To Be A Teacher, Be A Student. To Be A Student, Teach.

To be a teacher, you have to understand what being a student means, which means understanding learning. You have to understand your particular students, what interests them and how they learn. You have to study your own mind. But being a student also means being a teacher. For students to learn, they must be given the opportunity and responsibility to teach their peers as well as teach themselves. Education works best when teacher and student work together, are partners in solving problems and answering questions. To teach, be a student. To be a student, teach.

 

What do you do when you think students aren’t learning what you think they should? Or they aren’t behaving appropriately? These situations arise frequently and often overlap. If a student is frustrated with instruction or doesn’t feel personally respected or feels that the material is not meaningful, he or she will let you know it one way or another. Everything that happens in the classroom is a “teachable moment.” Education is primarily about learning how to learn. It is or should be primarily about how you approach each moment of your life and uncover meaning in it.

 

And everything that happens in a classroom arises out of the relationships established in and around it; with the larger school community, the teacher with students, students with each other, etc. These relationships must be respectful, engaging, and caring, for both student and teacher.  To feel cared for begins with caring. Everything depends on the awareness and feeling you bring to the moment-by-moment living of your life.

 

Especially considering the very stressful situation most teachers find themselves in today, it is so easy for a teacher to berate him or herself, or to attack students for being this or that. When you attack yourself, you become more rigid, less adaptive and perceptive. When you attack or distance yourself from students, your relationship is distorted. You can’t teach a subject or person you reject and won’t look at. If you want to teach about racism, you must first know how it works and look at it directly, in yourself, in the society around you. If you want to fight hate, you must first locate it in yourself and study how it works. Only by looking at it can you see it and bring it to an end. You can’t teach a student if you blame her for not learning from you. You can’t teach a student if you blame yourself for his not-learning. Blame is separation. It is closing the door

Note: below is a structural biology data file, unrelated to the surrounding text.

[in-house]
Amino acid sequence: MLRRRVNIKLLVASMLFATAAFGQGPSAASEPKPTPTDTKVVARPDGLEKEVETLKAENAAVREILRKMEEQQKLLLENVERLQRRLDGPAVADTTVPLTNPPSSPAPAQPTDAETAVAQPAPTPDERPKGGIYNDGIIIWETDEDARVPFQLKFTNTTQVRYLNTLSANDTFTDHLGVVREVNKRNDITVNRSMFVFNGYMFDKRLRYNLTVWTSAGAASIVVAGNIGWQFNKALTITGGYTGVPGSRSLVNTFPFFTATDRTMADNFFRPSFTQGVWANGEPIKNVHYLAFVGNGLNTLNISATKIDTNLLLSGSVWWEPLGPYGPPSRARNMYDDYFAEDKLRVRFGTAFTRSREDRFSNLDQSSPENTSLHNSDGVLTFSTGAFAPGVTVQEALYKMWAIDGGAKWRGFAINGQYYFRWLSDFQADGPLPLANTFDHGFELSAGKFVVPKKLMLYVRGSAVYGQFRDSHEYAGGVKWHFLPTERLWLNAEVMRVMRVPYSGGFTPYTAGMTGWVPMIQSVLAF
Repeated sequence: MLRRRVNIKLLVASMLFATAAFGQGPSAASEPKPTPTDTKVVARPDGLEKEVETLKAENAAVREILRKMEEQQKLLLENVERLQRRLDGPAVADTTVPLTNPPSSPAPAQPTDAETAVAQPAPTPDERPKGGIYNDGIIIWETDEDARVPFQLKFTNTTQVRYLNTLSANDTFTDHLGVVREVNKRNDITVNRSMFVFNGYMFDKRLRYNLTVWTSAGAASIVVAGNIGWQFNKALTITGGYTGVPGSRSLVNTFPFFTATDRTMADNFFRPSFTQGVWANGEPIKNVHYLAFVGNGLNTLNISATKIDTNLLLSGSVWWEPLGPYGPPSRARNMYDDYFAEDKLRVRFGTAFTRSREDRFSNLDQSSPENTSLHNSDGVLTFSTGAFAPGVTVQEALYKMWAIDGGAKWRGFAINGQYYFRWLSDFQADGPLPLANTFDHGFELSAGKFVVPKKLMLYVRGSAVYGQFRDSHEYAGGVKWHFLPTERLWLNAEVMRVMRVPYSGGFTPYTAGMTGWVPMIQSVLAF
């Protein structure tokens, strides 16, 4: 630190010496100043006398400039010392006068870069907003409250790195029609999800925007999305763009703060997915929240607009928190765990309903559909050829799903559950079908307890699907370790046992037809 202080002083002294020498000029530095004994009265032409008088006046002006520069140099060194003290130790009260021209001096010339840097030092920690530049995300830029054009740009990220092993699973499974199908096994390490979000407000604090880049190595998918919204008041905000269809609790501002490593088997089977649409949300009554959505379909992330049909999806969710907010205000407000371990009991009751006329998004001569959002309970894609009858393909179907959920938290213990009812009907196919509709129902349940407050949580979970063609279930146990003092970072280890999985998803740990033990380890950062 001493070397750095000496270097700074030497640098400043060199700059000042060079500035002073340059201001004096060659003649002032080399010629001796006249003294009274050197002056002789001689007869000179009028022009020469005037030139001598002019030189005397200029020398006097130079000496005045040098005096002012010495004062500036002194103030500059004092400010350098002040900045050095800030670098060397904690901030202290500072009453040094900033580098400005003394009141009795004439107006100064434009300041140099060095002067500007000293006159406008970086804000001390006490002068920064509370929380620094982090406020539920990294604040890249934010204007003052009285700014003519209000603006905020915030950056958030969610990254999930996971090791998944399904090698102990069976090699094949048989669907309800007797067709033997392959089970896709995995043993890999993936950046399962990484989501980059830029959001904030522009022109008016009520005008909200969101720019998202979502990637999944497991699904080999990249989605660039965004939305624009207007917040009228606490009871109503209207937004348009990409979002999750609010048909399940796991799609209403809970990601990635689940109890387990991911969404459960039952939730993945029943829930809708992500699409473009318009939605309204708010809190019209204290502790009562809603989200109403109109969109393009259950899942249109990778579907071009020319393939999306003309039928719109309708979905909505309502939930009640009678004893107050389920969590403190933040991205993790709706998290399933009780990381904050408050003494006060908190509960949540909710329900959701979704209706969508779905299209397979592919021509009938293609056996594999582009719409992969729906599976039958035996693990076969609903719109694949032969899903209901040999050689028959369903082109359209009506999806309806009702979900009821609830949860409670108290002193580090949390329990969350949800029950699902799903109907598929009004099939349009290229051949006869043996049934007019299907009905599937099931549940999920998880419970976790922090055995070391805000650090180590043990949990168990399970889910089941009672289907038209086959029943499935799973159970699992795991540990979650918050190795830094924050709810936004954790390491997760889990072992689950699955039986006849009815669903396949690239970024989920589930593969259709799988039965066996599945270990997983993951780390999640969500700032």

To teach how to learn, model how to treat life as an opportunity to learn.  When something comes up in the classroom, notice, breathe, consider (nbc); notice what you’re feeling, take a few breaths, and then consider what the student’s actions are saying and what would be an appropriate response. You must first hold the person and your image of him or her carefully in your heart and mind in order to feel out where you can meet. By holding, you care; you are open. This is the first step.  You might go home and, in a quiet moment, close your eyes and allow thoughts and images of the student to come up for you. Ask yourself: what exactly did she or he say? How was she standing or sitting? What might he be feeling or thinking? What was behind the behavior? Let go of sitting in judgment; instead, just sit with the student in mind. Then study how the student learns or approaches learning in your classroom and create the best lesson you can within the limits of your teaching situation.

 

And you don’t do this one or ten times. All of us have been “carefully taught” to objectify and blame. Learning to stop the blame game and be empathetic, to hear and feel what you and your students say and experience, being kind to yourself and your students, requires constant care. When you hear or feel the blame arising within you, this isn’t a message telling you how to act; it is a message telling you to open up more deeply. When you hear yourself saying, “such behavior should not occur in a classroom,” this is the moment you recognize what is going on so you can stop it. You can find the best way you can in that moment to learn from it and respond appropriately.

 

In a classroom discussion, I remember one student saying that he couldn’t be open to whatever came up in his mind. “What if I was facing evil? How could I be open to evil? I want to fight evil, not feel it.” But to identify as a fighter of evil, you need to keep evil alive.  It is difficult to face what hurts. But it’s even more difficult to let go of what is unseen.